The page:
Not familiar with the project? Start here:
Read Part I | Read Part II | Read Part III | Read Part IV | Read Part V | Read Part VI
The Ohio Historical Marker Program
“The Ohio Historical Marker program is administered by the Local History Services Department of the Ohio History Connection. Since 1957, the program has placed more than 1,700 markers that share our state’s history. Partnering with community sponsors, we help tell the unique stories of the people, places, things, or events that helped shape individual communities as well as Ohio and the nation. Approximately 20-30 new markers are accepted into the program each year.” (remarkableohio.org)
Worthington Cemetery is a part of our history and community. All cemeteries, be they public, private, well maintained or abandoned, are a legacy we leave for future generations. Our goal with this project is to ensure that those buried there are not forgotten. Their story is part of our shared Ohio and national history.
Archibold Worthington, his family, and community made their way to our area to improve their lives. They migrated from what they knew in Virginia to build something better for themselves. His son, Henry Worthington, became part of the story of our nation’s Civil War. The others who lived and died in his community may not be known by their individual names, which were lost to time, but their resting place can be honored.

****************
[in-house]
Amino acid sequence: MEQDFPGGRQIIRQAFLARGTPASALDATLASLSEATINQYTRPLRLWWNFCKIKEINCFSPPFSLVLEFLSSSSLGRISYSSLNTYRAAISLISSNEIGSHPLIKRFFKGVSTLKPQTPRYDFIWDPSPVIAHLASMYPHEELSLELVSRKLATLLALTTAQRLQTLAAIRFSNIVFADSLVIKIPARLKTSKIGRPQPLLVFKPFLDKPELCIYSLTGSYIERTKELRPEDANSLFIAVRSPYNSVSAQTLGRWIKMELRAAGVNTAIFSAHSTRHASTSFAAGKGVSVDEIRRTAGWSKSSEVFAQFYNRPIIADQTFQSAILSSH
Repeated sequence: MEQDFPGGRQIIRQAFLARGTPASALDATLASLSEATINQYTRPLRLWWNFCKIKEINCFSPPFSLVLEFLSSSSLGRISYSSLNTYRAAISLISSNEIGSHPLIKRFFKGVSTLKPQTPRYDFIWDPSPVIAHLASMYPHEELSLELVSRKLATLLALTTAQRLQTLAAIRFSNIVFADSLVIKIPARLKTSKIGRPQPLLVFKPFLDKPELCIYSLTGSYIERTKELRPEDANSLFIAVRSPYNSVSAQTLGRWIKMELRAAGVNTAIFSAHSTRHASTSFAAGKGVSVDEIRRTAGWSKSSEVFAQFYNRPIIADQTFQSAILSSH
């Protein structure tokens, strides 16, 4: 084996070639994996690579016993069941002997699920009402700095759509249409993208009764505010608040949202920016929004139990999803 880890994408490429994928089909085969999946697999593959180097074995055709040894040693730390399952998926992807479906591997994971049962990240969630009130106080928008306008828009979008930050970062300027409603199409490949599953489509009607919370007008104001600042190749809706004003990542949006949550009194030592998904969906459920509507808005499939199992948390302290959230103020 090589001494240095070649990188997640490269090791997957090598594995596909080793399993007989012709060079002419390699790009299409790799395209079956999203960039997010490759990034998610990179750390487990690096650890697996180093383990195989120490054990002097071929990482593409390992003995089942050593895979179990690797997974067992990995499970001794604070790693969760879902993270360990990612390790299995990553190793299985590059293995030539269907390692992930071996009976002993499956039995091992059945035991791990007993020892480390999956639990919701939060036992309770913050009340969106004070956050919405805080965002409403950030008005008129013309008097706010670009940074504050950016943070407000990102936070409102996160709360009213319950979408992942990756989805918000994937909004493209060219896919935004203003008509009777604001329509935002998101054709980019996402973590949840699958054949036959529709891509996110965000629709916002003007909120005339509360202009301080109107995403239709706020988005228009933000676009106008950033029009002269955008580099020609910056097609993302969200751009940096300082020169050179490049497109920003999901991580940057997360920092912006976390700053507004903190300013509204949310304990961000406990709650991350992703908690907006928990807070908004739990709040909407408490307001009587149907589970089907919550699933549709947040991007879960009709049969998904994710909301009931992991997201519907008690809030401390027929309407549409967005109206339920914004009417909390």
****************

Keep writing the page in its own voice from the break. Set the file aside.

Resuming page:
The application for the Ohio Historical Marker asks for their story and the approximate size of the area that is to be marked. The WPA record of the location of the cemetery, along with what has been passed down among the generations that have lived in Highland Township, offers a start for determining the size.
There are two teams that will be visiting to help pinpoint the size of the cemetery. The first is the KYK9 Search Dogs organization, headed up by Jennifer Hall (kyk9.org). They will visit the field on November 1 to let the dogs use their training and search for the scent of human remains. The areas they indicate will be marked with small flags.
The next team is made up of Defiance local Eric Hubbard and his colleagues from the University Of Pennsylvania Anthropology/Archaeology Department. They will use GPR equipment to survey the area of the cemetery location. The equipment is owned by the university and used with their permission for this project. The equipment software will retain all readings, which will be reviewed and organized by Eric and his team. This will take time. By early spring, we should have the GPR information. There is a free webinar that explains how GPR is used to locate anomalies in the ground that are indicative of burials. If you are interested in learning how the GPR will work, click here to see more.
We are in a unique situation, having two different types of information gathering happening in the field. We will compare the results of both in depth. This should give us the approximate size of the cemetery, which we need for the marker application. Another date to note is February 10. Paulding County native Ryan Weller of Weller & Associates, Inc. (wellercrm.com) will be coming to Defiance Public Library to speak about his experiences with archaeological projects in Ohio. His company also surveyed the field where the cemetery is located. This will be a free event; no registration necessary.
As the Worthington Cemetery Project develops, we’ll keep you posted!